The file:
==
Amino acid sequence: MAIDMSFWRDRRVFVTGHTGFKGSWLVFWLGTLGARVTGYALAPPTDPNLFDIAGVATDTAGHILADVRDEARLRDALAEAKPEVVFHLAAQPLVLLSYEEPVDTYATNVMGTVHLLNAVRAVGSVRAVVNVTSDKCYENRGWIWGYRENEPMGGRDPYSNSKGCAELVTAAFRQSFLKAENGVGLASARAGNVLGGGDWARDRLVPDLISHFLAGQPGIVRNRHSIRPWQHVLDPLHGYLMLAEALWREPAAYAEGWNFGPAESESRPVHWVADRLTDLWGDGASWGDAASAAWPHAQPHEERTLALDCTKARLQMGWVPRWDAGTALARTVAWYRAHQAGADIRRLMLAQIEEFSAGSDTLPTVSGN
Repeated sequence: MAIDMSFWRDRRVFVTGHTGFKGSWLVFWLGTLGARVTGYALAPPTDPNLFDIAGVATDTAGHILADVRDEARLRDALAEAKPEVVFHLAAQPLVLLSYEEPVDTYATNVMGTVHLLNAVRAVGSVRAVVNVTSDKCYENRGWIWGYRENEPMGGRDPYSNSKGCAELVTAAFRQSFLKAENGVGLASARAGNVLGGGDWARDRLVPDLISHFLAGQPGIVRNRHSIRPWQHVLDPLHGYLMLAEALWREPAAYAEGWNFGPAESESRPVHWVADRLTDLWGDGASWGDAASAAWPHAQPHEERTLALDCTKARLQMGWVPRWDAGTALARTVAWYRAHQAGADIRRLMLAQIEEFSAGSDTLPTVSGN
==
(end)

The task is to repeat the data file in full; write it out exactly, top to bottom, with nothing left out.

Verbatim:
Amino acid sequence: MAIDMSFWRDRRVFVTGHTGFKGSWLVFWLGTLGARVTGYALAPPTDPNLFDIAGVATDTAGHILADVRDEARLRDALAEAKPEVVFHLAAQPLVLLSYEEPVDTYATNVMGTVHLLNAVRAVGSVRAVVNVTSDKCYENRGWIWGYRENEPMGGRDPYSNSKGCAELVTAAFRQSFLKAENGVGLASARAGNVLGGGDWARDRLVPDLISHFLAGQPGIVRNRHSIRPWQHVLDPLHGYLMLAEALWREPAAYAEGWNFGPAESESRPVHWVADRLTDLWGDGASWGDAASAAWPHAQPHEERTLALDCTKARLQMGWVPRWDAGTALARTVAWYRAHQAGADIRRLMLAQIEEFSAGSDTLPTVSGN
Repeated sequence: MAIDMSFWRDRRVFVTGHTGFKGSWLVFWLGTLGARVTGYALAPPTDPNLFDIAGVATDTAGHILADVRDEARLRDALAEAKPEVVFHLAAQPLVLLSYEEPVDTYATNVMGTVHLLNAVRAVGSVRAVVNVTSDKCYENRGWIWGYRENEPMGGRDPYSNSKGCAELVTAAFRQSFLKAENGVGLASARAGNVLGGGDWARDRLVPDLISHFLAGQPGIVRNRHSIRPWQHVLDPLHGYLMLAEALWREPAAYAEGWNFGPAESESRPVHWVADRLTDLWGDGASWGDAASAAWPHAQPHEERTLALDCTKARLQMGWVPRWDAGTALARTVAWYRAHQAGADIRRLMLAQIEEFSAGSDTLPTVSGN